Covid-19 with flu increases risk of death
Adults in hospital who have Covid-19 and the flu at the same time are at much greater risk of severe disease and death compared with patients who have Covid-19 alone or with other viruses, research shows.
Patients with co-infection of SARS-CoV-2, which causes Covid-19, and influenza viruses were over four times more likely to require ventilation support and 2.4 times more likely to die than if they only had Covid-19, experts found.
Researchers say the findings show the need for greater flu testing of Covid-19 patients in hospital and highlight the importance of full vaccination against both Covid-19 and the flu.
The team from the University of Edinburgh, University of Liverpool, Leiden University and Imperial College London, made the findings in a study of more than 305,000 hospitalised patients with Covid-19.
The research – delivered as part of the International Severe Acute Respiratory and emerging Infection Consortium’s (ISARIC) Coronavirus Clinical Characterisation Consortium – is the largest ever study of people with Covid-19 and other endemic respiratory viruses.
ISARIC’s study was set up in 2013 in readiness for a pandemic such as this.
The team looked at the data of adults who had been hospitalised with Covid-19 in the UK between 6 February 2020 and 8 December 2021.
Test results for respiratory viral co-infections were recorded for 6965 patients with Covid-19. Some 227 of these also had the influenza virus, and they experienced significantly more severe outcomes.
In the last two years we have frequently witnessed patients with Covid-19 become severely ill, at times leading to an ICU admission and the employment of an artificial ventilator to help with breathing. That an influenza infection could give rise to a similar situation was already known, but less was understood about the outcomes of a double infection of SARS-CoV-2 and other respiratory viruses.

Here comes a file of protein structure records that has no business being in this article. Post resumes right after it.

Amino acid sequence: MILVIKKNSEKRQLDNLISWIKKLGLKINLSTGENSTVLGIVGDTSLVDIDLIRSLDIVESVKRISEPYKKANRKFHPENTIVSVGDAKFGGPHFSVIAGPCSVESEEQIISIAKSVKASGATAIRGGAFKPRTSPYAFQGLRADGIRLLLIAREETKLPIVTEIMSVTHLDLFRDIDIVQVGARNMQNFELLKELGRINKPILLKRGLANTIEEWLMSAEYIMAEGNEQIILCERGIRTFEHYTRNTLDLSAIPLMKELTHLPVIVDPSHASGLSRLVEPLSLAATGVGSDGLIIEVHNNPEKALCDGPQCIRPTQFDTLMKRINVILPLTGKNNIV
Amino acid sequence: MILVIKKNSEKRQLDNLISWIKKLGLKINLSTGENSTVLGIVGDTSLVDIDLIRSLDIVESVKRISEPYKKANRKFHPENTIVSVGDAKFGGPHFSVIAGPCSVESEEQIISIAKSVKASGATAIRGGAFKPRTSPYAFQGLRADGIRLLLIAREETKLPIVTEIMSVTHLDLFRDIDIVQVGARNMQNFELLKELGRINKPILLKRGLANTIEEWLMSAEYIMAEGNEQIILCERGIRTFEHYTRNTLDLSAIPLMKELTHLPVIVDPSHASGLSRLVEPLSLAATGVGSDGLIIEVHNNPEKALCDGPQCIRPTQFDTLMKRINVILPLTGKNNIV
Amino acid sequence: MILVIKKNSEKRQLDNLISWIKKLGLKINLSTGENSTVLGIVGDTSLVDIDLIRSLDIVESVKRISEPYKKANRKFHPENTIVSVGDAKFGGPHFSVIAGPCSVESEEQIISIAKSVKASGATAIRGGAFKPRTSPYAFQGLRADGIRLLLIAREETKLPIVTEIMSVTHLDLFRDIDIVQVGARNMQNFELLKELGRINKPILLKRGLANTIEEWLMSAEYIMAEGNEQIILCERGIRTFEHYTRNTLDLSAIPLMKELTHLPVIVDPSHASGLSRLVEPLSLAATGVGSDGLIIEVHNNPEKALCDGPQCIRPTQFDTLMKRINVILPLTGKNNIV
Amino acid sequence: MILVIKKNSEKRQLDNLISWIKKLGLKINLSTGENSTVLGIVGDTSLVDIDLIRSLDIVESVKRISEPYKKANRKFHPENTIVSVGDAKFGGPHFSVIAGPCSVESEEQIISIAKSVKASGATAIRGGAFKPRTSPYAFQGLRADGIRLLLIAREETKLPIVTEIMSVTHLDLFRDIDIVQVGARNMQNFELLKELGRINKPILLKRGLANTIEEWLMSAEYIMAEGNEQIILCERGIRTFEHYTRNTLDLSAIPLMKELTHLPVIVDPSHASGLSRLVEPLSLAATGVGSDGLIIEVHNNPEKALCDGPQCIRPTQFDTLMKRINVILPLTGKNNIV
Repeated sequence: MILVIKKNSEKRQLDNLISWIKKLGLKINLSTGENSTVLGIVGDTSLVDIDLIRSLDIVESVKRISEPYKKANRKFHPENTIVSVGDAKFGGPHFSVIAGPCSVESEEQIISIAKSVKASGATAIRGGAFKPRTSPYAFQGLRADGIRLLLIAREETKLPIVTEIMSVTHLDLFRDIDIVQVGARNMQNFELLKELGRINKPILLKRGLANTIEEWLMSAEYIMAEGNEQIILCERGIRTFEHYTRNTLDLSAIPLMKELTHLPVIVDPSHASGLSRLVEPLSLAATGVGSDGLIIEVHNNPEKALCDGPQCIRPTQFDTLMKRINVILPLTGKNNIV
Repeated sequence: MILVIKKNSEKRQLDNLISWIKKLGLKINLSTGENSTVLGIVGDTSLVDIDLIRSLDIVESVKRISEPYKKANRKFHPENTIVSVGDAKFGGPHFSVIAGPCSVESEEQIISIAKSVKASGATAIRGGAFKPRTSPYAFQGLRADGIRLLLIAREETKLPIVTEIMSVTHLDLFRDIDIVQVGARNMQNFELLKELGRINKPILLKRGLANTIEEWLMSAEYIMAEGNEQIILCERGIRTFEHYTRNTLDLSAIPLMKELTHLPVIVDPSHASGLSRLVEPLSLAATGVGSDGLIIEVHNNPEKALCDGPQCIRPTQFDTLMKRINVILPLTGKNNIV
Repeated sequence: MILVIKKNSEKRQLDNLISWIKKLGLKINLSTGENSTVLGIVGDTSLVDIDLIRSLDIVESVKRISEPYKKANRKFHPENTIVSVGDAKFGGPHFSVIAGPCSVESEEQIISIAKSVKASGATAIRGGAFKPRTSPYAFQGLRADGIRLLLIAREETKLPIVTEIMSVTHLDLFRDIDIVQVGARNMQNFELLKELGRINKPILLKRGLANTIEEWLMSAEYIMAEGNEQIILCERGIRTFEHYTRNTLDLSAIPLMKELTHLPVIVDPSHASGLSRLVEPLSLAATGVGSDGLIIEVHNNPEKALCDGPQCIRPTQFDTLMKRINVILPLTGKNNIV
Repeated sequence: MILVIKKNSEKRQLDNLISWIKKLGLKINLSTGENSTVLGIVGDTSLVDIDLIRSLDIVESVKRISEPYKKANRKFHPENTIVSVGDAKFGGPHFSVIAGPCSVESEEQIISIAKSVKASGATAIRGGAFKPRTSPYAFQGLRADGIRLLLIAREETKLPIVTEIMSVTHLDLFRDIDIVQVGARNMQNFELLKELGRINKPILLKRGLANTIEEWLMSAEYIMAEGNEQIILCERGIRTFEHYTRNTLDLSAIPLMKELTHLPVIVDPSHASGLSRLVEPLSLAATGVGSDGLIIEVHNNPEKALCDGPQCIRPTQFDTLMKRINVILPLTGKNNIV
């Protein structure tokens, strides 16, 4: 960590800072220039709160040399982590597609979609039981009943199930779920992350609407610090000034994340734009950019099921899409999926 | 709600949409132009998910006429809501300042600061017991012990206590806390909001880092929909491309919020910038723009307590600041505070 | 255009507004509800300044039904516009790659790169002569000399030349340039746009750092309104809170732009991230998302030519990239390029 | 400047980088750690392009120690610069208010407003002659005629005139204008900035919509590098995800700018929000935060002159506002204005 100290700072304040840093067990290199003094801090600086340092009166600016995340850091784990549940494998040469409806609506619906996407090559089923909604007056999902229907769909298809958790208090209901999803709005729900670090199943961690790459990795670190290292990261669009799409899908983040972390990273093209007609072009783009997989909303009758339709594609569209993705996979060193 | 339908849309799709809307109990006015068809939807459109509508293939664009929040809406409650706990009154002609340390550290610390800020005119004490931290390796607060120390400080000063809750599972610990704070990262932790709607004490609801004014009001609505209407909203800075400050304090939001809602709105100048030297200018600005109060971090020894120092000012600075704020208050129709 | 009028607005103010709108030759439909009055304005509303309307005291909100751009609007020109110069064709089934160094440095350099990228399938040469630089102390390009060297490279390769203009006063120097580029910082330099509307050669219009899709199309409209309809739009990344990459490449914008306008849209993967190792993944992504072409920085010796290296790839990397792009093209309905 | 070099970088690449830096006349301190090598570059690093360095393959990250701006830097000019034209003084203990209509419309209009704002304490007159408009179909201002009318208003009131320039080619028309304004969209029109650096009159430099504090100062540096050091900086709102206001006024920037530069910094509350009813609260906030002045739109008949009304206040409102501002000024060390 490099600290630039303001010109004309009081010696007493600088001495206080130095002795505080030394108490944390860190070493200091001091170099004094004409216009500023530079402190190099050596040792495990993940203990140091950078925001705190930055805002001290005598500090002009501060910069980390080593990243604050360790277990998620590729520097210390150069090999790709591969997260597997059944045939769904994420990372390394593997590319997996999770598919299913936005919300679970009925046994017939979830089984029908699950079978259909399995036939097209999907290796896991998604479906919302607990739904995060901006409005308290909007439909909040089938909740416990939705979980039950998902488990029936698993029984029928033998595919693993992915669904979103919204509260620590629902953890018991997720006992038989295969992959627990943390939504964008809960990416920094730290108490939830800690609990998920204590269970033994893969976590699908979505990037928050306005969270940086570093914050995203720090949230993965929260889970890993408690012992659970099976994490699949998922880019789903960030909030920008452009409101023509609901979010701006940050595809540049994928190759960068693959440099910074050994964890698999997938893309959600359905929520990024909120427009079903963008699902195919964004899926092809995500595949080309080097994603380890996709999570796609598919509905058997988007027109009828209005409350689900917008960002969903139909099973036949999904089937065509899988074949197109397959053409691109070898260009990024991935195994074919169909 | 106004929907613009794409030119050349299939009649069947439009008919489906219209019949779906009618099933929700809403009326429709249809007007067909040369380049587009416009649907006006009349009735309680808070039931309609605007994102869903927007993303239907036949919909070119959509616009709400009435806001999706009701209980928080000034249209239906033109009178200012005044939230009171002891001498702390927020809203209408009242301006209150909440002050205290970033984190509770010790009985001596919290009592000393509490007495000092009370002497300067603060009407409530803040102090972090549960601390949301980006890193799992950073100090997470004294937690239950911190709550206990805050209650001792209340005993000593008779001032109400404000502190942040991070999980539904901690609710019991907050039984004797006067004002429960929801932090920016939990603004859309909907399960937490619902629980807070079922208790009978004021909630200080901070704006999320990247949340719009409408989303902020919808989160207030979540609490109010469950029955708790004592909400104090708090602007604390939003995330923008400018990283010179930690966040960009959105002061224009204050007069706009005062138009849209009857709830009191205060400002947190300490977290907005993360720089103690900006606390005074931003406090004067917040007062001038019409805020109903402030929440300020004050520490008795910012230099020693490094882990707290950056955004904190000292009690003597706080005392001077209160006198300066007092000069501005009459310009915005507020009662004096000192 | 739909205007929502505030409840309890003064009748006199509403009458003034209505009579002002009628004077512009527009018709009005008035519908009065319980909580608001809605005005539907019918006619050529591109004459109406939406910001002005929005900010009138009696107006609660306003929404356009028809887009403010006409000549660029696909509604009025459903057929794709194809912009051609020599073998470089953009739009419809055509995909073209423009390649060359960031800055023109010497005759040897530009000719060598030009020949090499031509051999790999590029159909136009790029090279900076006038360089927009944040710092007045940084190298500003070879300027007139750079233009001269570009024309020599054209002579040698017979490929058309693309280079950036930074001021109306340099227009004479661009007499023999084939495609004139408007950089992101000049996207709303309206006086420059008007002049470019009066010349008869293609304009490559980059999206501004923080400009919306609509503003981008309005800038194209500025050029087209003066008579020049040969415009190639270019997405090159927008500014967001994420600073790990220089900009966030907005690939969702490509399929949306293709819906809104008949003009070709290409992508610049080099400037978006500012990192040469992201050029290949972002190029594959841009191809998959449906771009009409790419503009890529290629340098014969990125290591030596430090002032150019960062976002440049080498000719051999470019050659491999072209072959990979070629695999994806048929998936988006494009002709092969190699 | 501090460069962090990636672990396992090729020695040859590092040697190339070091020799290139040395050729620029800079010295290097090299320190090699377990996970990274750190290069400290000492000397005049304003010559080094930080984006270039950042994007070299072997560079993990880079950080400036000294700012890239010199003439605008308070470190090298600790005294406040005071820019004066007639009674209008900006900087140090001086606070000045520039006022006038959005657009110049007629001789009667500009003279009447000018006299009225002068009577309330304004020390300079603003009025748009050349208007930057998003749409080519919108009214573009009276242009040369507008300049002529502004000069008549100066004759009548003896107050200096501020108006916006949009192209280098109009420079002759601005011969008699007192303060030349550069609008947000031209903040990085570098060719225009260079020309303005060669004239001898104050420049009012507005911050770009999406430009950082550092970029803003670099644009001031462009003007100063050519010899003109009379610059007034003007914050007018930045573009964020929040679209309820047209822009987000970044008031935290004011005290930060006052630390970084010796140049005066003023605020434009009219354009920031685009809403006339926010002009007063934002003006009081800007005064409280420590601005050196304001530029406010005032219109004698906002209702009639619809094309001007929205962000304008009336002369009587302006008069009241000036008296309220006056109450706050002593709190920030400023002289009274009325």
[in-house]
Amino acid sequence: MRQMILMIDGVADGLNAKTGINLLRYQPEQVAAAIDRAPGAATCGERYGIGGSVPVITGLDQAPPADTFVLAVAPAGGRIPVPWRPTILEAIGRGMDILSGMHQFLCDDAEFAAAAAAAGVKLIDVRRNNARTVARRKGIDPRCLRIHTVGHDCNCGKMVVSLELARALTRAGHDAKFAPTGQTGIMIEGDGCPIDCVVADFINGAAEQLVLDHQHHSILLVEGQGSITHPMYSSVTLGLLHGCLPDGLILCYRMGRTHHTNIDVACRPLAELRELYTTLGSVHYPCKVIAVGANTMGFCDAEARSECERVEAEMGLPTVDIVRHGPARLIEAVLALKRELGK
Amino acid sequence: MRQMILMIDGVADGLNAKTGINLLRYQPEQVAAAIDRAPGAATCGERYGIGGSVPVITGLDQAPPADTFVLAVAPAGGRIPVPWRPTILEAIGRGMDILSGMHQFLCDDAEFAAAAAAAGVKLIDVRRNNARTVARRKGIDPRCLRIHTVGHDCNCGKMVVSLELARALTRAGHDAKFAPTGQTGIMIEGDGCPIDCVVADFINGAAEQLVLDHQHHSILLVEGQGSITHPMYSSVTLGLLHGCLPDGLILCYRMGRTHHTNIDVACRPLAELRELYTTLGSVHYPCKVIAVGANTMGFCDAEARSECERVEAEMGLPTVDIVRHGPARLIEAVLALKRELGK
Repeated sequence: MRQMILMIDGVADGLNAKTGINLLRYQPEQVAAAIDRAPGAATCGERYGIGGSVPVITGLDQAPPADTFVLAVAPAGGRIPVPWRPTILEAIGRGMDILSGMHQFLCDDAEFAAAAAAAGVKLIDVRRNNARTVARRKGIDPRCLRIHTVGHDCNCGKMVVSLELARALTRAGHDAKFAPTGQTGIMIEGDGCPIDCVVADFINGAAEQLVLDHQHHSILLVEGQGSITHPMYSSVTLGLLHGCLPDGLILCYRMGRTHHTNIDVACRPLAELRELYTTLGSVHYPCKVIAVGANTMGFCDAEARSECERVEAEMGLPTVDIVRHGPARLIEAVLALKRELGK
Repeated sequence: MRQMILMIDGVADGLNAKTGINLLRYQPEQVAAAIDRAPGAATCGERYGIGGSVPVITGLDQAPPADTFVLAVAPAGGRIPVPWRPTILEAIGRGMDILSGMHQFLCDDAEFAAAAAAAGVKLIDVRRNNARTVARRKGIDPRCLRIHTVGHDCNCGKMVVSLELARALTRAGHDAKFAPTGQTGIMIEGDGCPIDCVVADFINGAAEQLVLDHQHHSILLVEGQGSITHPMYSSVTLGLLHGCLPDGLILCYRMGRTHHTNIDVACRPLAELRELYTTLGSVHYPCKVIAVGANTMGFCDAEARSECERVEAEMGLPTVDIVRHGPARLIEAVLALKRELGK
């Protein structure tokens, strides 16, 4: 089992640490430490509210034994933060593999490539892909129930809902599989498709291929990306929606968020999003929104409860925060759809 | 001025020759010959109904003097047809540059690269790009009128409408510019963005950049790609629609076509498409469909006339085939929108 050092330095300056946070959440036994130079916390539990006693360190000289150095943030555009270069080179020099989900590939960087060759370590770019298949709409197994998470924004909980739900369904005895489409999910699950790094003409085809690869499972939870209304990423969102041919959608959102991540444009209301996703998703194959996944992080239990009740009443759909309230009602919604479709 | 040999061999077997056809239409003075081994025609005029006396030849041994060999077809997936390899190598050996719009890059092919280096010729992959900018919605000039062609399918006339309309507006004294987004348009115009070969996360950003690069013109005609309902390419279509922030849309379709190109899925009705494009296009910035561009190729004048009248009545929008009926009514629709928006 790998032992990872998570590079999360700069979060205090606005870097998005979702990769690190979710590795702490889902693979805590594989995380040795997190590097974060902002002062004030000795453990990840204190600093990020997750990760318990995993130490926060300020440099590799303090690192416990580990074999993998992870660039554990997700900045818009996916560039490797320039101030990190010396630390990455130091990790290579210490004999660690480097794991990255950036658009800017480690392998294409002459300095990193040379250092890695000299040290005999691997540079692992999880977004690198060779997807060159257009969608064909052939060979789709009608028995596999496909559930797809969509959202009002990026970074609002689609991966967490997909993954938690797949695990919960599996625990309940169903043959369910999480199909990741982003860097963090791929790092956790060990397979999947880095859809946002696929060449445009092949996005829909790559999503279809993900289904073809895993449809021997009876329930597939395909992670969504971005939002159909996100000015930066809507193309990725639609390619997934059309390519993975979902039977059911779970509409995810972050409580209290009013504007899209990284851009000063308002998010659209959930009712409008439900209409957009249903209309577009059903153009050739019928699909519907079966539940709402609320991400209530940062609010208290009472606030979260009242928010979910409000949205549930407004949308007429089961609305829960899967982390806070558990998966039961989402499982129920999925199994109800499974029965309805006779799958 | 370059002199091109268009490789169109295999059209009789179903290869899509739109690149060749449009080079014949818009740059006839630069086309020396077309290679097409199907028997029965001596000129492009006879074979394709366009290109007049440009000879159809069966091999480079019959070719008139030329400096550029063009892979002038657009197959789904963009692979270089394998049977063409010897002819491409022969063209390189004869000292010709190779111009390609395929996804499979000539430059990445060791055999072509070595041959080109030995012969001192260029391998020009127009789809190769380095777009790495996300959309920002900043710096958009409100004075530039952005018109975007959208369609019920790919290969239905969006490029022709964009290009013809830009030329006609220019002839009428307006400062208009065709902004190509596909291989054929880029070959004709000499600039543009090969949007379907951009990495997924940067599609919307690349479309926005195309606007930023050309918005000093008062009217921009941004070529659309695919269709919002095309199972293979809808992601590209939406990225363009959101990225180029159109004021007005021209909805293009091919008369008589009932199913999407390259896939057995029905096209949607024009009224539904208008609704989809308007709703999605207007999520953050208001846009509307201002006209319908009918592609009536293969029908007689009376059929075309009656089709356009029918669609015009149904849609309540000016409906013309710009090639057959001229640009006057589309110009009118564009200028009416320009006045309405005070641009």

We found that the combination of Covid-19 and flu viruses is particularly dangerous. This will be important as many countries decrease the use of social distancing and containment measures. We expect that Covid-19 will circulate with flu, increasing the chance of co-infections. That is why we should change our testing strategy for Covid-19 patients in hospital and test for flu much more widely.
The findings have been published in The Lancet. Research letters published in the Correspondence section of The Lancet include research findings and are externally peer-reviewed. Unlike Articles containing original data, research letters are shorter and the research they contain is usually preliminary, exploratory, or reporting on early findings.
The research was funded by UK Research and Innovation (UKRI) and by the Department of Health and Social Care through the National Institute for Health Research (NIHR) as part of the UK Government’s Covid-19 rapid research response.
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